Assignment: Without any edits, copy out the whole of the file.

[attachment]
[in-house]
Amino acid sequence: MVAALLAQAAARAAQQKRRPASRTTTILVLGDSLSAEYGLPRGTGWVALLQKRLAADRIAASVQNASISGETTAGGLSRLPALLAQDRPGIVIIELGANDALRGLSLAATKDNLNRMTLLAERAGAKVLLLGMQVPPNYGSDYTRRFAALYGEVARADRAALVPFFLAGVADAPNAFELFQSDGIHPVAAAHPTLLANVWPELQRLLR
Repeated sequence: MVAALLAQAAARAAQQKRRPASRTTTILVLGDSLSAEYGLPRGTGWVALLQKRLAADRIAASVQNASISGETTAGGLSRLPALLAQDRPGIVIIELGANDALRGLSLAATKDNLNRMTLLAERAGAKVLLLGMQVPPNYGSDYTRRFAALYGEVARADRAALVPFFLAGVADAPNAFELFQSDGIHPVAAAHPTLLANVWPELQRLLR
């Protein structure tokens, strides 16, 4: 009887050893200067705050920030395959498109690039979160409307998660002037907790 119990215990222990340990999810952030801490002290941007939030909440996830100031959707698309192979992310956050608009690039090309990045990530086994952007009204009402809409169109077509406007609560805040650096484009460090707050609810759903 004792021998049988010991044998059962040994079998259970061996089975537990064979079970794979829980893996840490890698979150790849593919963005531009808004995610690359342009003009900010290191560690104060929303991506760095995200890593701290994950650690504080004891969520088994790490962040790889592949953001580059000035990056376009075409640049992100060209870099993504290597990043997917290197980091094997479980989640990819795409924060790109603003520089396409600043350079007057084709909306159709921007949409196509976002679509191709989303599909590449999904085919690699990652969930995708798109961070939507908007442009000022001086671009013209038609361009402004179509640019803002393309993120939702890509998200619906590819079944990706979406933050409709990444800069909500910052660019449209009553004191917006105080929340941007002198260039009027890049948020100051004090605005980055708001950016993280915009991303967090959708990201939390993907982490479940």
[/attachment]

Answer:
[in-house]
Amino acid sequence: MVAALLAQAAARAAQQKRRPASRTTTILVLGDSLSAEYGLPRGTGWVALLQKRLAADRIAASVQNASISGETTAGGLSRLPALLAQDRPGIVIIELGANDALRGLSLAATKDNLNRMTLLAERAGAKVLLLGMQVPPNYGSDYTRRFAALYGEVARADRAALVPFFLAGVADAPNAFELFQSDGIHPVAAAHPTLLANVWPELQRLLR
Repeated sequence: MVAALLAQAAARAAQQKRRPASRTTTILVLGDSLSAEYGLPRGTGWVALLQKRLAADRIAASVQNASISGETTAGGLSRLPALLAQDRPGIVIIELGANDALRGLSLAATKDNLNRMTLLAERAGAKVLLLGMQVPPNYGSDYTRRFAALYGEVARADRAALVPFFLAGVADAPNAFELFQSDGIHPVAAAHPTLLANVWPELQRLLR
């Protein structure tokens, strides 16, 4: 009887050893200067705050920030395959498109690039979160409307998660002037907790 119990215990222990340990999810952030801490002290941007939030909440996830100031959707698309192979992310956050608009690039090309990045990530086994952007009204009402809409169109077509406007609560805040650096484009460090707050609810759903 004792021998049988010991044998059962040994079998259970061996089975537990064979079970794979829980893996840490890698979150790849593919963005531009808004995610690359342009003009900010290191560690104060929303991506760095995200890593701290994950650690504080004891969520088994790490962040790889592949953001580059000035990056376009075409640049992100060209870099993504290597990043997917290197980091094997479980989640990819795409924060790109603003520089396409600043350079007057084709909306159709921007949409196509976002679509191709989303599909590449999904085919690699990652969930995708798109961070939507908007442009000022001086671009013209038609361009402004179509640019803002393309993120939702890509998200619906590819079944990706979406933050409709990444800069909500910052660019449209009553004191917006105080929340941007002198260039009027890049948020100051004090605005980055708001950016993280915009991303967090959708990201939390993907982490479940």